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NEW HAVEN MORNING JOURNAL AND COURIER, WEDNESDAY, OCTOBER 2, 1907.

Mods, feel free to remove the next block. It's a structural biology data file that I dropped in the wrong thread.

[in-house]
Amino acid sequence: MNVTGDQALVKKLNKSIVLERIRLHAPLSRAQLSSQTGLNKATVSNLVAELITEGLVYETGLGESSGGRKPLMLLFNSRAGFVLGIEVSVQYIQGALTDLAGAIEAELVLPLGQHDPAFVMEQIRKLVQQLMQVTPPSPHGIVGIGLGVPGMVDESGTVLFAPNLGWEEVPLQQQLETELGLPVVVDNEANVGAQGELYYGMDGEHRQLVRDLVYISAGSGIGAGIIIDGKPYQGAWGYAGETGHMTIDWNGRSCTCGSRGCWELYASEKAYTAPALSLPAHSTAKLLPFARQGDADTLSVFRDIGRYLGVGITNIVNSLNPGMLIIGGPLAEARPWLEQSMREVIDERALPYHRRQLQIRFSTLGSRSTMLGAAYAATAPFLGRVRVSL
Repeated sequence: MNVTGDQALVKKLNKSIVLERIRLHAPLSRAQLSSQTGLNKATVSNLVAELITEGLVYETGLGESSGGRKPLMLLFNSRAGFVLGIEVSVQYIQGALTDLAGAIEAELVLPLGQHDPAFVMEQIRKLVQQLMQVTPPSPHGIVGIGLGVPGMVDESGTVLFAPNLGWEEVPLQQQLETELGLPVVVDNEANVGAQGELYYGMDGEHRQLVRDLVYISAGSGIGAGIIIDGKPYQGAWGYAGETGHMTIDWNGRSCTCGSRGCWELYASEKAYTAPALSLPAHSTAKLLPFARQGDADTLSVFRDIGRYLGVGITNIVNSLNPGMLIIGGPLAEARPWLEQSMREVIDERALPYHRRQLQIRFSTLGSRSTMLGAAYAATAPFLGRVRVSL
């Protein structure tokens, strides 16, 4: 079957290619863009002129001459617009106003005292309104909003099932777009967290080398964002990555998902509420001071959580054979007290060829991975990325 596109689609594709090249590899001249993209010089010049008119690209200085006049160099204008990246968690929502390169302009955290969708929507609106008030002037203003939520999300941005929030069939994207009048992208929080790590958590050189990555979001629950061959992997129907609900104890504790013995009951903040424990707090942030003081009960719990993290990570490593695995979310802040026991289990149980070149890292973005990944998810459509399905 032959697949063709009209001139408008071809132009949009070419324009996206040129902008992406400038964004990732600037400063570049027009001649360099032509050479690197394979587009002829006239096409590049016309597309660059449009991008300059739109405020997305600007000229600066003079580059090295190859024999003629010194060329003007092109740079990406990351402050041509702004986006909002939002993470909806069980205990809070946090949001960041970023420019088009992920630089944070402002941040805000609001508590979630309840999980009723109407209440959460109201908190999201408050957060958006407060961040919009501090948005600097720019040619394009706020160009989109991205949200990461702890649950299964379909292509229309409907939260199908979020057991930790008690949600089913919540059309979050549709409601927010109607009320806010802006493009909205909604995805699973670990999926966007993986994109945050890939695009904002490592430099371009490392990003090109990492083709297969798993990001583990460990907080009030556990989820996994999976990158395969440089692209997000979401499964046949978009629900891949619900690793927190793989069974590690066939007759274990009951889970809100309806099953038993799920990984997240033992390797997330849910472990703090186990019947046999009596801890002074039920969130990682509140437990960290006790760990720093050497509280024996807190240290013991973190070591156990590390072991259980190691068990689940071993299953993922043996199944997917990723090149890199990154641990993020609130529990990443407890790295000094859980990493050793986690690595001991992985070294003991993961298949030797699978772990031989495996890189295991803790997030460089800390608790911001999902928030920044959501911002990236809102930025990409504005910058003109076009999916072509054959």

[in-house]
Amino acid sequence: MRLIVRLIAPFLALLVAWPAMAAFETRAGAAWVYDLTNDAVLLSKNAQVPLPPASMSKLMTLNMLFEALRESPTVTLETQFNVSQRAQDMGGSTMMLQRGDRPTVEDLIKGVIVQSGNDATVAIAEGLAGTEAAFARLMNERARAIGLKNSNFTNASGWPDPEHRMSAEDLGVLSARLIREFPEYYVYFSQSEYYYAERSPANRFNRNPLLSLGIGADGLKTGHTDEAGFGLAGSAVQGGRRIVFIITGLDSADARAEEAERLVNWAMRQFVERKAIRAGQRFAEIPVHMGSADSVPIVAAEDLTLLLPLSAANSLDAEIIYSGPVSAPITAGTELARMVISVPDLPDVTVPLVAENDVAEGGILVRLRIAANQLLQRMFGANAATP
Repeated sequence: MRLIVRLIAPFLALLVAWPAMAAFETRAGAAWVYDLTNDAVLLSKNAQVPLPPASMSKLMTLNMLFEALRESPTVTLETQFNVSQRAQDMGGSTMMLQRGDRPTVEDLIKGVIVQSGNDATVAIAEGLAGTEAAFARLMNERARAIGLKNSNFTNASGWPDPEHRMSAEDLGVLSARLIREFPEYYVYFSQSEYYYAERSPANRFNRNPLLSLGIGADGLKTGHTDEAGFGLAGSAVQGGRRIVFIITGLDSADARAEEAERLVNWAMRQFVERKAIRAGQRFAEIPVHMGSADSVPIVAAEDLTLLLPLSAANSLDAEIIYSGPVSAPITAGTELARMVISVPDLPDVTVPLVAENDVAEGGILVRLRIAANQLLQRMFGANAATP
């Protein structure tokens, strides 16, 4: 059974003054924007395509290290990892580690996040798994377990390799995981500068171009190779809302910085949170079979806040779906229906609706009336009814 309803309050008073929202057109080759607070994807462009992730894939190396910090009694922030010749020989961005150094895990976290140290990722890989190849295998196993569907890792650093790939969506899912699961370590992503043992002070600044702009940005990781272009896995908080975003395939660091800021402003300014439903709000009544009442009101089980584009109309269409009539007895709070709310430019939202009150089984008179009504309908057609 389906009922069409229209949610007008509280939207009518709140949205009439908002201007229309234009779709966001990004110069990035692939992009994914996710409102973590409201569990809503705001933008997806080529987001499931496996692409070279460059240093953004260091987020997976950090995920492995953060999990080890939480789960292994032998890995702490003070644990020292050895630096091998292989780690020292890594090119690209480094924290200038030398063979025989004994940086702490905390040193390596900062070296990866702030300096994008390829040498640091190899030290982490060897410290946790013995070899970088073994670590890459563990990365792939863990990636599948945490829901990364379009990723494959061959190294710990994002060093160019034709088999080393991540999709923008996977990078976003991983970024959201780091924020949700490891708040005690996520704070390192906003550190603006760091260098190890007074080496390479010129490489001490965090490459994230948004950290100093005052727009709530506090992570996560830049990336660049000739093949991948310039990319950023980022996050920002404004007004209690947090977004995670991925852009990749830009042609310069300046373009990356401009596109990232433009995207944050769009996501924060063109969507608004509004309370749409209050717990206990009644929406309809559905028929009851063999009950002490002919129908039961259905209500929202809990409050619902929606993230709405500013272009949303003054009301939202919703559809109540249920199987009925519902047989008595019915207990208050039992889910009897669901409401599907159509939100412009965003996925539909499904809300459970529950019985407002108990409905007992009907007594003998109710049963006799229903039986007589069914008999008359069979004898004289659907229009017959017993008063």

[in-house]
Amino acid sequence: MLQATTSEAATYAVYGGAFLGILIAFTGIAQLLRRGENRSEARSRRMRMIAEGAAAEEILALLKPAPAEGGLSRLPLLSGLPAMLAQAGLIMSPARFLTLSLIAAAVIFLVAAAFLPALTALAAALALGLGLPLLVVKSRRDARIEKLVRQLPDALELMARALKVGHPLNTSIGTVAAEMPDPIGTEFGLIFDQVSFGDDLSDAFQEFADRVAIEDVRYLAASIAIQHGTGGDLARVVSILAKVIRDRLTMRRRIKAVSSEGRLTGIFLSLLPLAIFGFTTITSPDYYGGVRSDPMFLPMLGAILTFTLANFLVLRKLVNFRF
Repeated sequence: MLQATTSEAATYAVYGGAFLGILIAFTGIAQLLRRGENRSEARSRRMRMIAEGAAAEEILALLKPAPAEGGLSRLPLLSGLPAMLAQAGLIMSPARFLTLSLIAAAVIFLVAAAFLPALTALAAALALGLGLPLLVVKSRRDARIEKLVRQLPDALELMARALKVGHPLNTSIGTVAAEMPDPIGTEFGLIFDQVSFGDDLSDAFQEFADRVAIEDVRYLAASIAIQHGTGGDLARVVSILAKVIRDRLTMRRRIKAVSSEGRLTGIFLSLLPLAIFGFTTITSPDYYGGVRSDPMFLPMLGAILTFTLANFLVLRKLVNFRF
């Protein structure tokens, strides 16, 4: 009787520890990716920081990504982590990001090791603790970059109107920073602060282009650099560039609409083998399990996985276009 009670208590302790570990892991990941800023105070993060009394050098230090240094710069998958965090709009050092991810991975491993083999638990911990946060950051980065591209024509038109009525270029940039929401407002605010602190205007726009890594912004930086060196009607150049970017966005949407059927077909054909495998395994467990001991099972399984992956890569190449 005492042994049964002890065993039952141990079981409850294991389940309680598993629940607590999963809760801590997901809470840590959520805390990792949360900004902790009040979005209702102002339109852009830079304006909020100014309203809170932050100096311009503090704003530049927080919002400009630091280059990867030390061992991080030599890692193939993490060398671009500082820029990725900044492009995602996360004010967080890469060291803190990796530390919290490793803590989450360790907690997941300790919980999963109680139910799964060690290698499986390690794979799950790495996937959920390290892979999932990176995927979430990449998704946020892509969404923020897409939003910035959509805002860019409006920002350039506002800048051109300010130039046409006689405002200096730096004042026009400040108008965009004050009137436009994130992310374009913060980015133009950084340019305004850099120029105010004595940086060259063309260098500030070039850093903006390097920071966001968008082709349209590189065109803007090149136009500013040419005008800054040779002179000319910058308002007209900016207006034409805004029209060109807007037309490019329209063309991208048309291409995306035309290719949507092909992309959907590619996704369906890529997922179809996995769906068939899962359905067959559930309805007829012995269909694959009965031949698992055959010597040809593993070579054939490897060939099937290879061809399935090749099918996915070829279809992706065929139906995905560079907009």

I 3 Porto Rico Londres Finos A new shipment Just arrived. i 7 Cents Each, 4 for 25 Cents $150 a Box. Fifty in a Box. The L L Stoddard Tobacco 940 Chapel Street Go. You'll Come Right Up To our way of thinking and understand Our way of doing business just as soon as you nave made your nrst visu iu our store and seen things. It i3 true that our system is different from oth ers, but inasmuch as we have an in creasing list oi natrons who are satis lied with our goods, or service and our prices, we think we may fairly claim that the people approve of our business metnoas ana oeiieve in us. FALL HATS, GLOVES. Jenkins & Thompson (Incorporated.) ' OPPOSITE TOWN PUMP. CAMPAIGN RALLIES IN EARNEST (Continued from First Pae.) MILLIONS WASTED BY RAILWAY CO. Startling Charges Made Against New York City Company by Attor ney Jackson. DIVIDENDS HAVE NOT BEEN PAID FINES IB! INSISTED STRIKE TROUBLE ENDED Carpenters' Union, Takes No ' Action Against Men Who I Returned to Work. At a regular meeting of the District ! council of the Carpenters' union of ' New Haven, held last night in Union hall, the question of the so-called re bellion of Local 79 came up for settle ment As had been expected the fines i of $25 each, to which the men were . amenable under the by-laws were im posed. .... . The question arose throusrh the action of Local 79, when a month ago after iroing out on strike in aid of Local 611 jthey returned to work within four days, j thus practically disregarding the au thority of the District council. Local " 79, composedof outside carpenters, ask l ed from the council the regular I amounts they were earning at the time i they went out by Order of the council in sympathy with the Inside workmen of Local 611.' This the District council refused to consider,: and the outside workers went back to work. - ; It was said that a .sreneral, .organizer, of the American Federation of Labor, (with which the carpenters are affiliated, our hearty approval and encourage ment. As for myself, I confess I did not send in my check and am afraid to do so at present lest I ba charged with violation of the corrupt practices act. Hence it is necessary for me to de clare myself In favor of the city beaut iful. Regarding the use of school buildings for public meetings, lectures and so forth, I think we can safely say that such a use is to be advocated and com mended. Safeguarded with such rules as would ensure tlut their original and principal use should not be interfered with." . In addition Mr. Martin advocated clean streets, park improvement, play grounds, and ample school accommo dations. In conclusion!e joutlined the rr.ai.n issue to his mind thus: "The overshadowing issue in this campaign is whether the public' is eible to it and only it ' or a con sole to them and only them or a con tinuance of a government lacking in dependence and subservient to boss rule. For 'my part, I declare myself .a free candidate, tied to no man's bid. dlng and free to do my duty by the whole city. I am pledged to no one but the whole people and to noth'ng except clean, honest and efficient ad ministration of city's affairs." Other speakers at the rally were At torney James M. Sullivan, James J. Carr, Fred BrSthauer, Porathan Howe. Sheriff Philip Hugo, James Devlne and Michael J. Goode, who wasideputed to represent Mr. Avis by hjm. There was also a rally in the Fifth ward last night. Th!s evening there will be a big rally in the Eighth ward, out in Pyramid hall on State street.--Mr. Martin and other members of the city ticket are to speak and among the others who will make addresses are Alexinder Troup and William J. O'Brien. Thomas I. Kinney, nominee for mayor a few years ago, will preside. No Attempt to Make Hold ing Company Live Up to Its Financial Agreement. - New York, Oct. 1. Startling charges of extravagance and neglect ful management, or, if not that, fail ure to account for millions of dollars, are made by State Attorney-General Juckson In a petition filed to-day call ing for the appointment of receivers for the New York City Railway com pany and the Metropolitan Street Railway company, and also demand ing the dissolution of the New York City Railway company. The applica tion for receivers was made to Justice Ford, of the supremo court, who Is sued an order for the defendants to appear in court on October 3 and an swer to the complaint. Receivers for the New York City Railway company were appointed by Judge Lacombe in the federal court several days a?o, and to-day the same receivers were named in the same court to act for the Metropolitan Street Railway com pany. The New York City Railway company leases the lines of the Met ropolitan Street Railway company under a guarantee to pay t per cent, dividends on the Metropolitan stock. This dividend has never been earned YOUNG NURSE MURDERED Beaten to Death in a Furnished Room In New York. New York, Oct. 1. Soj cautiously that fellow lodgers were not disturb ed, a young woman was beaten to death in a furnished room house, 31 East One Hundred and Eighteenth street, early to-day. At noon a man, who, with the woman, had occupied the room since last Friday, left the house, lingered for a few moments in the street in front and then walked leisurely away. He did not return. The body was discovered soon after ward by the landlady. To the latter the two lodgers were known as Mr. and Mrs. George Eoyle, of Boston. Upon underwear left in the room by the man was stenciled "George V. Kramer." The body la believed to be that of. Nellie Quinn, who had been a nurse in the city hospital on Randall's Island. To-night George Kramer, a plumber employed in the Metropolitan hospital on Elackwell's Island, was arrested as a suspected person In con nection with , the case. According to the police, Kramer admitted having been with the woman iu the One Hun dred and Eighteenth street house from Friday until ( to-day, but denied atl 'knowledge of her death. .' UPTON'S REGRET TOLD IN LETTER (Continued from First Page.) Yacht club three months ago for ap plication in all its races. "I recognize , that the members of this club are well within their rights in deciding as they have done, yet I am sorry that tbey have not been able, uiH.er the mutual agreement clause, to meet me in my wish to have a race unde,.- their own universal rule which, in my opinion, encourages a very wholesome and desorable type of yacht. "In view of. their attitude, however, there is nothing left but to abandon the Idea of a contest for the present, although I am always prepared, under mutually satisfactory conditions, to arrange a race." The committee of the Royal Irteh Yacht club, in cabling its formal ac knowledgment of the refusal of the challenge, expiessed the regret of the committee and all the members of the club that a race could not be arranged. At the same time the secretary of the committee cabled Sir Thomas Lipton's letter in full. 349-853 CHAPEL ST. TRAIXS IX COLLISION'. - Shore Line Express anil Knickerbock er Limited Come Together. Providence, R. I., Oct. 1. Three persons were injured while a dozen or more others were slightly cut and scratched by flying glass as a result ot, a rear-end collision between the Shore Line express and the Knickerbocker limited, both bound for New York from Boston, In the New York, New Haven and Hartford station "hero to day. The injured arei AY. W. Darling, 306 Bay State Road, Boston, sprains and contusions. Howard Pendrrgast. East Provi dence, head cut nnd badly shaken up. 1 Walter E. Perkins, Lexington, Mass., injuries to right arm. AH three were taken to the Rhode Island hospital. The exact cause of the collision has not yet been determined. The Knick erbocker train was late and was standing" in the '.statjon, , when the TRAIN JUMPS SWITCH Ladies Waists. The recently opened French models were nev er prettier the laces, the lingeries and silks, to gether with the strictly tailored effects. ' Large variety, ranging from $1.50 to $35. Owen McNally, an East Hartford En j gineer, Badly Injured. I Hartford, Oct. 1. The engine at tached to a south-bound passenger train on the Valley branch of the Hartford division of the Now York, New Haven and Hartford railroad jumped a switch here late to-day; ran for some distance along the ties and then toppled over on its side. None of the cars left the track. The only 1 person injured was Engineer Owen j r.ieiaiiy, or .uast uartrora, who is now at the hospital in a serious con dition. . Separate Skirts. , Styles that are differ ent in materials that are strictly all wool. ' " ';L $7.50 to $25. French Underwear. Tailor Made Suits. Coats and Mantles. Children's Coats! A complete showing in sizes 6 years to 14, in school and dress coats. $5 to $15. Riding Habits". i i u ,lnf f v, lane anrl t Via isuuic unit; iram ittuiu uiuiik. aiic .m-.-nn.i ehnro that the de- trtlcl curves sharply as it enters the MRS. BATONYI SUES New York Society Leader Tires cf Her Second Husband. -; New York, Oct, 1. Mrs. Aurel Ba tonyl,. -formerly .:t Mrs. (James Burke- Roche, a prominent society leader, be- was sent from Indianapolis to look into gun suit here to-dnv nr-inat ,,. the matter. Shortly afterward the Dis- , . . 6 t0 Qaj- ainst her sec- ona nusoana, a professional, horse man, for divorce. Mrs. Batonyl was Miss Fanny Work, daughter of Frank Work, a wealthy New .York man, and was the former wife of James Bobth by Burke-Roche, from whom she ob tained a divorce. Burke,-Roche is a , brother of Baron Fermoy of Ireland. I Recently . it was reported that Mr. work had threatened to disinherit Mrs. Eatonyi and her two sons unless she gave up Batonyl. I trict council ordered the strike of Lo cal 611, the inside carpenters, to cease. Matters are said to have been smoothed j over last night, and the fiffair closed. i SEASON' S LOBSTER CATCH .Fishermen Mail Th i. Report to State Commission.' Yesterday was the date set for lob- , ster fishermen to report the details of J their season's catch to the fish and game commission. Blanks for this re t port were mailed with lobster licenses ".- as they were issued. The report in- eludes a statement of the number of I boats and men employed, also the number and weight of lobsters caught, j together with the amount of their a market value. '2 A number of the local fishermen ' stated they had made the required re-tturn. , FOR FORAKER FOR PRESIDENT. , I Atlanta, Ga., Oct. 1. At a largely at tended mass meeting under the auspices :: of the Republican State league of Georgia here to-night to select candi nf dates for delegates-at-large to the re publican national convention. Senator J. B. Foraker of Ohio was put forward ' ft as a presidential nominee. The resolu tions adopted said: "The league was for 1 1 Foraker first, and if he could not bo p' nominated, then any man who could de ijjfeat Roosevelt or Taft, or any man , named by Roosevelt." MILK PRODUCERS TO MEET Annual Session ot the Association' on Saturday. D. W. Patten, secretary of the New Haven County Milk Producers' associa tion announces that the annual meeting' win oe neia in A. O. U. w. hall, Or ange street, Saturday, Oct. 5, 1S07, at 10 a. m. Messrs. H. O. (Daniels of MIddletown and F. H. Stadtmueller of Hartford. will speak on "The Production of Sani tary Milk and Sanitary Prices." . Meet ing will begin promptly at 10 o'clock, and Is open to the public. , ENTERTAIN' RUFF RROS. Mr. and Mrs. D. C. Fahy of 820 Orange street last night entertained the Ruff brothers, who are doing a dance act at Poli's this week. Mrs, Fahy Is a cousin of the Ruff brothers The New Importations of High-Class Upholstery ' Fabrics an ; v - Draperies. 2d Floor. Are Now on .Display. 2d Floor. As an exhibition alone this is an achievement out of the ordi nary. Never before has our Upholstery Department housed such an interesting stock of the finer sorts of Portieres, Couch Covers, Silk Damask, Silk Gobelin, Tapestry, Verdures, Flax Velours and Lace Curtains. . . in Italian Filet, Renaissance, Point Arab, Marie Antoinette, Cluny, , Brussels, Irish Point, Colored Madras and Embroidered Novelties, together with extensive assortments of LACE BED SUITS, in Ren aissance and Point Arab. , Beyond its interest as an exhibition, there is a deeper interest the Interest of price. Let us prove to you that we can help you in decorating your house. We have the right goods show them right our prices are right. ' I TheGHAMBLRLAINCD' Crown and Orange Streets "Corner," Annts for I Mage,e Ran9es' Agvms tor stamfori Ranges flclt to date amounts to more than $10,000,000. The attorney-general declares also that' the Intcrborough-Metropolltan company; which absorbed the New York City Railway company in 1906, assumed all obligations of the New. York City Railway company, and he sets forth that the New York City Railway company and its directors have taken no steps to force the In-terborough-Metropolitan .company to carry out its obligations. The allegations hinting at fraud are made in connection with the compa ny s construction account, tne most, sensational being that a charge of $509,000 per mile was made for the rebuilding of certain crosstown sur face lines. It Is further charged that the Met ropolitan Securities holds all the stock of the New York. City Railway com pany and that all six of the. directors of the Metropolitan Securities, name ly, Vreeland, Meade, Warren, Frank S. Gannon, Oren Root, Jr., and Edward W. Sayre, are directors of the New York City Railway company and that Vreeland is president of both the Met ropolitan Securities company and the New York City Railway company. The attorney general points out that 25 per cent, of the capital stock of the Met ropolitan Securities company has not been paid In and he sets forth that the subscribers to this stock are most ly if not all men of financial responsi bility, judgments against them, if ob tained, would be satisfied. He declares that if suit had been brought to recov er this 25 per cent, there would have been realized the sum of $7,500,000 which would have become available to meet the obligations assumed by the New York City Railway company, but he charges that the defendants have neglected to take any such action. Attorney General Jackson alleges that the appointment of receivers for the New York City Railway company by Judge Lacombe in the United States circuit court was illegal; that the Unit ed States circuit court had no jurisdic tion. The attorney general demands that the defendants be directed to pay all money and the value of all prop erty "which was lost and wasted by or through them." The defendants named are Daniel B. Habrouck, DeCllfford Moorhead, H. Vreeland, Richard Meade, Robert A. C. Smith, Charles E. Warren, Wli'Jam Fjhnestock, Solomon Guggenheim, Ralph J. Anderson, jr., and theJtfetropoHtan Street Railway company. , station here, and the engineer of t'ie Shore Line train was unable to see the Knickerbocker.' '. ' ' . LIVE OAK CLCB.WIX8. Defeats I'I!grlm Harbor Carpet Rovrl crs, 13 to 9. The Live Or.k carpet 'boilers defeat ed the Pilgrim Harbor club last even ing by the score of 13 to 9. The scores follow: ,, Team of Pilgrim Harbor club, Merl den; No: 1, Walter Vandenburg; No. William Huntley; No. 3, J. L. Sper- ry; No. 4, W. II. Storm.;., No. 5, George Ludewig, skip. ' ; . Score by innings:' Live Oak Club 2 0 0 0 1 1 0 1 4 11 2-13 Pilgrim H'bor 0 2 I 0 0 2 0 0 0 9 0 9 Thess councils wilf play a' ; return game at Live Oak club rooms, Oct. 10. HARVARD FALLS OFF Less Students in AH Departments Than in 1906. Cambridge, Mass., Oct. 1. According to official figures given out to-night, Harvard college has fewer students en rolled for this year in all departments than in 1906. The grand total for last year wjs 3.774, while this year it is 3.742, showing a loss of, 32. This de crease is said to be due principally to the fact that many men are now com pleting the college course in three years Instead of femr.' The senior class this year is smaller by 54 members than that of last year. The freshmen class, does, however, show a gain of twelve over that of last year, 610 students hav ing enrolled for 1907-03. .I.! ; t ttltf-f-H-t-H t fiiIiirt"T,l,t,f,Aif'tt1"lilil-fttttf 1 iltiiiiHiin. FRIEND E. BROOKS CHAPEL ,4ibfS STEEET Up One Flight. I emphasize my address and tile fact of being one flight of stairs tip be cause to-day I am the only "Brooks" actively engaged in this city in the fur business. My reputation for competent, careful fur work, for reliable, satis factory fur garments, is an asset I prize, a principle I will always strive to preserve. ' . ,Y " ' ' . ',' KIXG S DAUGHTERS MEET. Representatives from AH Over Stato Gather at Xorwleh. Norwich, Oct. 1. The twelfth an nual state convention of the Interna tional Order of King's Daughters and Sons began a two' days' convention here with afternoon and evening ses sions. Delegates to the number of 180 were, registered. State Secretary Mrs. Edward H. Smiley ot Hartford pre sided. In the afternoon there were county repofts from Middlesex, New Haven and Fairfield given by the county sec retaries. The report of State Treasur er Miss Harriet I. Eaton of Hartford showed a balance on hand of $176.97. An address was givenby the stato sec retary, a paper read by Mrs. W. O. Lathrop of Shelton upon "Our Boys in the Order," and Miss Clara Morehouse of New York, corresponding secretary of the international order spoke upon "Here and There In the Order." In the evening the address was by Rev. P. C. Wright, pastor of the Cen tral Baptist church, In which the meetings are held. He spoke upon "The Hidden Side." The convention holds morning and afternoon sessions to-morrow. Offi cers are. elected at the morning ses sion. , GONE TO PHILADELPHIA Samuel Speck to Assist Mr. Darcy in . 7 Management of Theater. , Mr. and Mrs. Samuel Speck and two daughters, Ruby and Carrie, have left their West Haven residence for Phila delphia, where Mr. Speck will assist Mr. Darey in the management of the Standard theater. : , - Mr, Speck will return to New Haven soon' after 'New. Year's to superintend the enlargement of the White City and the installation of new amusement devices. CITY LEAGUE FORMED. STRIKE SITUATION SESIOUS 3l 1 xizzmmmM 1,100 Freight Handlers of Illinois Cen tral Leave Their Work. New Orleans, Oct. 1. The levee strike became serous to-night when 1,100 freight handlers of the Illinois Central Railroad company announced that they will handle, no freight for the steamship lines now using the crews of the vessels to load cotton. The railroad announced that fifty guards will arrive here to-morrow and that more are en route. The local steamship agents an nounced that within twenty-four hours they wJlLjiegln loading cotton into a dczer vessels with non-union labor, thi'a defying the 8.000 cotton handlers now idle in sympathy with the locked out crewmen. Over 9,000 men are involved. FIND SEVEN INDICTMENTS Cubans Accused of Having Flnnncd to Overthrow Provisional Government. Havana, Oct. 1. Seven Indictments have been found by the special judge in the conspiracy caseo, and the men Indicted are being hel 1 in default of $10,000 ba'l each. Ths Indictment ac cuses the conspirators "of having agreed upon a plan to overthrow the provisional government of the United Stat&s as quickly as possible by dyna miting bridges, burning the properties of all foreigners, excepting Spaniards, killing Amercnns, and doing every thing possible to prevent , the realiza tion of the coming sugar crop." Utopias Missing but a Search Warrant is Being Issued. A meeting of the City league football- team was held yesterday and the out come is that seven elevens have agreed to the by-laws laid out by the manager E. A. Sullivan. There is left now but to fill the vacancy of the eighth team which through an inspiration received by the manager, will be called the Oc topias. This team Sullivan fays, will no doubt win the pennant. The other teams of which the league is composed arc the Davenports, Hillsides, Wash ington Glee club, Shamrock, Onflows West Haven Athletics and Ilamdcn Independents. A large cup with one leg will be awarded the winning team in this league and the one that lifts the cup will be its proud possessor. The man agers of each of the teams desired that they be shown the cup before they agreed to enter the league and their re quest was granted. Sullivan has said that ho will hold down the cup until the end of the season and then award it to the victor. It is hard to toll whether the,re will be a ctm left by the end of the season if Ed sits on it until then. NATIONAL WHOLESALE DRUGGISTS. Denver, Col., Sept. 1. Two hundred and- fifty members of the National Whole sale Druggists' association were In attendance when President John W. Cary .of Indianapolis called the annual convention to order here to-day. The sessions will continue three days. One, of the subjects to be discussed is th national pure food law as applied to drugs and proprietary medicines. THE LITTLE PIGS Are made into deliciously fresh and appetizing "Little Arlington" Sausages, 16 cents pound. Small-sized Sausages that almost melt in your mouth. Despite the generally high prices, all our Delicatessen dainties are being sold at the same old ngures. Those crackajack, real "Down East" Baked Beans, 6 cents pound. . Baked in our own ovens, and hot twice a day! , S. S. ADAMS. Two Tilephones. Call 4200. COIl. STATE AND COURT STREETS. 33fl Hovntrtl Ave. T4f! Grnnd Ave., 004 llimtiril A. 25.1 Dnvenfiort Ave, i minion Are. IRK Lloyd St. MATCH GAME AT TUXEDO. After the Tnrrlntjton game la?t even ing at the Tuexdo allev, the following match tamp? were rolled; Weber, 201. 215 41fi. Miren, IS?, i SB 307. Janswick, 194, 215, 220, 217, 190, iS. 205. 205. Tompkin, 238, 202.. liO, 178, 156, 233, 201. 216. TOROXTO WINS CHAMPIONSHIP. Columbus. O., Oct. 1. By defeating Columbus to-day the, Torontn club of th Euitern Icnruo won the cIdrs minor lenrT'ie rhurmloi'shln. Only fivo (rames were played, Toronto winning four, two here nd two oa her own grounds. '.';'. MRS. S, C. STONE'S HOMEMADE JELLIES The Jellies we offer as "home-made" are properly named. They are pure fruit and sugar nothing else and just exactly such as housewives in olden times were wont to display their skill upon. We have them in three aizes and various flavors namely : , , Blackberry, Apple, ! Strawberry, Barberry, Then we have Guava, Calvesfoot, Mint, Bar leduc and Orange Jellies. N. B. Freshly salted Almonds; Pecans and Cashews every day. Currant, Quince, Raspberry, Pineapple, Crabapple, Wild Crape. THE S, W. HURLBURT CO. i .074 CHAPEL STREET. DELAWARE GRAPES. WE OFFER 100 baskets at 12c per basket. Tokay Gropes, extra good, lOo per n, Malaga Grapes, large, perfect bunches, 12c per lb. ' PEACHES AND PLUMS. , We have the genuine Damson Plum, 50 and 60o a basket. A few very nice Alberta Peaches; fruit Is ripe and good size for canning; 2,00 per ' basket. , OUR FRESH-KILLED POULTRY. Broilers and Baking Chickens, 23o per lb, per lb. BOSTON HEAD LETTUCE. .v Large, hard heads, 5 to 8c each. Fancy Long Island Cauliflower, -il FANCY JERSEY SWEET POTATOES, 35o peck. , ,i: LENOX FARM SAUSAGE. A little Sausage that Is fit to eat better than ever 16o per lb. Try them. ' . , " Young, tender Fowl, 30o Economy Jars. Only jar that actually seals. It seals by suction. No other jar on the market 30 simple and yet so sure of keeping your preserves as this one. ' We would like you to call at our store this week, while we are demonstrating its many qualities, and learn its many advantages over the old style. Peaches, Pears, Crab Ap ples, Tomatoes, Cauliflower in fact, everything in the fruit and vegetable line can be preserved in these jars. We have purchased a large stcck for the convenience of our custorners. D. M. WELCH & SON. New Numbers 38-40 CONGRESS AVENUE WEST HA VEX. FAIR HAVEN. Wha'.ley Ave, cor. ros, Orchard 1017. E. L Washburn & Co. OPTICIANS. IMPORTERS , AND DEALERS IN f - r DRAWING INSTRUMENTS, f;. 7 J i DRAWING PAPERS, TRACING and BLUE PRINTS. . Paper and Cloth, Drafting Boards and Tables, Architects, Engineers' and Draughtsmen's Materials ' of all kinds. Agents for the Universal Drafting Machine, a combined Triangle T-Square and Scale which enables the draughtsman to do more and better work with ease. I , 84 Church and 61-63 Center Streets," New Haven. 1